U.S. stocks were set to open higher for the third straight day on Friday on growing optimism around trade talks between the United States and China as well as stronger-than-expected domestic retail sales. The S&P 500 closed on Thursday within striking distance of a record high hit in July, as trade concessions from Beijing and Washington helped stocks recover from a sluggish start to the week.
If early indications hold, markets are set for their third straight week of gains, having already recouped losses from August when escalating trade tensions and the inversion of a key part of the U.S. yield curve drove investors toward perceived safe-haven assets. U.S. President Donald Trump calmed markets on Thursday after saying he was potentially open to an interim trade deal with China, although he preferred a comprehensive agreement.
On Friday, China's official Xinhua News Agency said the country would exempt some U.S. pork and soybeans from additional tariffs on U.S. goods. "If you are hoping for a trade deal, the comments that President Trump made are probably the best you could expect right now," said Robert Pavlik, chief investment strategist and senior portfolio manager at SlateStone Wealth LLC in New York.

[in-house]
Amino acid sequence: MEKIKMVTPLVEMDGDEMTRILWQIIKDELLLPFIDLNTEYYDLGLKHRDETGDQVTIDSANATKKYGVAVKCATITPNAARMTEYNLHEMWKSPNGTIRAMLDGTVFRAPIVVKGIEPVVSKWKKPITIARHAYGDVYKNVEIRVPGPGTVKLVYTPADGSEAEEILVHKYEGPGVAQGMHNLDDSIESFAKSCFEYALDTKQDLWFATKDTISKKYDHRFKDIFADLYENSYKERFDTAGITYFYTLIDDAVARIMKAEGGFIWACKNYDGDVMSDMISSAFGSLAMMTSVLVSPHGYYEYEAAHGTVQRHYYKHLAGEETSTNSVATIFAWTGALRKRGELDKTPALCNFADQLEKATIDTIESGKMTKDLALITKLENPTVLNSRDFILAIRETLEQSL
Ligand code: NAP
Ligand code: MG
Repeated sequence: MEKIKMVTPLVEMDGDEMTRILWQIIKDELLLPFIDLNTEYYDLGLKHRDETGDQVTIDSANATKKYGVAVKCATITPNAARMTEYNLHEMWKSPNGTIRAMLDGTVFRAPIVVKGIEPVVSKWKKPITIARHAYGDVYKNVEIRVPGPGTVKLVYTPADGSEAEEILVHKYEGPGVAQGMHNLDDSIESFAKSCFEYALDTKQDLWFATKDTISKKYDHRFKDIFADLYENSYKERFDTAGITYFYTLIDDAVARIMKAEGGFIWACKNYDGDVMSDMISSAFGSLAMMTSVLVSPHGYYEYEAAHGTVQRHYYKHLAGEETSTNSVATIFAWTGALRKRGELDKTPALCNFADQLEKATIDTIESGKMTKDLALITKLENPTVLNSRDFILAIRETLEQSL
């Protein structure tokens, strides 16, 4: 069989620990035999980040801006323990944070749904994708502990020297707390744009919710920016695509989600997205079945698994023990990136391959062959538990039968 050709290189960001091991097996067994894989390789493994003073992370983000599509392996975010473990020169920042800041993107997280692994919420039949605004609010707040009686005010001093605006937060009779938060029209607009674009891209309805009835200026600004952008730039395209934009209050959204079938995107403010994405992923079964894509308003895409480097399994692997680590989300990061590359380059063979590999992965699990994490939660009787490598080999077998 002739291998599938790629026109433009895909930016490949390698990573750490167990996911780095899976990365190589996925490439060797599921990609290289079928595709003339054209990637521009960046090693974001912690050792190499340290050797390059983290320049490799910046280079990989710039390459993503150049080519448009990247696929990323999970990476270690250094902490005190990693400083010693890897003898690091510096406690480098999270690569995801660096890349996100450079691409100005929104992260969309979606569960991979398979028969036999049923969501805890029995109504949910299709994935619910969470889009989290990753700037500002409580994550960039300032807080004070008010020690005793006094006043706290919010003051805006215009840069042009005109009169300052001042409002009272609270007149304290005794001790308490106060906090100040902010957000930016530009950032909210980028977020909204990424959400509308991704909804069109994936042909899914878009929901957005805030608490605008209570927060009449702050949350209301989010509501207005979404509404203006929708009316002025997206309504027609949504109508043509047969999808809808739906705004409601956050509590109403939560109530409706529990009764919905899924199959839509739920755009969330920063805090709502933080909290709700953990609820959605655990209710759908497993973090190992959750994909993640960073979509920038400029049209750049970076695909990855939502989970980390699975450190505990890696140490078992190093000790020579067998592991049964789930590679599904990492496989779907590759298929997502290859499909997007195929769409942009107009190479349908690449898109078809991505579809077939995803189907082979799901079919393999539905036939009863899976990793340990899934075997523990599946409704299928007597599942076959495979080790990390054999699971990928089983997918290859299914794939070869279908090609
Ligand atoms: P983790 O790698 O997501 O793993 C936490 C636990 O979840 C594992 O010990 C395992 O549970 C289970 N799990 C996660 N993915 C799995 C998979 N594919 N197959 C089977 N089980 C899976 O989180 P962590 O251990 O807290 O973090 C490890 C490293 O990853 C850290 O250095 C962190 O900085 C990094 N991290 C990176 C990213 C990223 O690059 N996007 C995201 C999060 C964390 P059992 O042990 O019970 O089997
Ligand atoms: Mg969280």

However, Pavlik added that a trade deal - interim or otherwise - was not likely to be signed before the 2020 presidential election. The trade conflict has taken a toll on U.S. manufacturing and tempered global growth, with the International Monetary Fund forecasting that the tit-for-tat tariffs between the United States and China could reduce global GDP in 2020 by 0.8%.
Investors are now expecting the U.S. Federal Reserve to cut rates at its policy meeting next week for a decision on interest rate cuts, especially after the European Central Bank announced a sweeping stimulus drive on Thursday to prop up the euro zone economy. Commerce Department data showed that retail sales rose 0.4% in August, lifted by spending on cars, building materials, healthcare and hobbies. Economists polled by Reuters had forecast an increase of 0.2%.
At 9:04 a.m. ET, Dow e-minis were up 64 points, or 0.24%. S&P 500 e-minis were up 4 points, or 0.13% and Nasdaq 100 e-minis were down 5 points, or 0.06%. After crossing the trillion dollar valuation mark on Wednesday, Apple Inc was set to end the week on a sour note after Goldman Sachs cut its price target on the stock.
Broadcom Inc slipped 1.1% after the company said demand for microchips had bottomed out, adding that a recovery was not yet on the cards.
(This story has not been edited by Devdiscourse staff and is auto-generated from a syndicated feed.)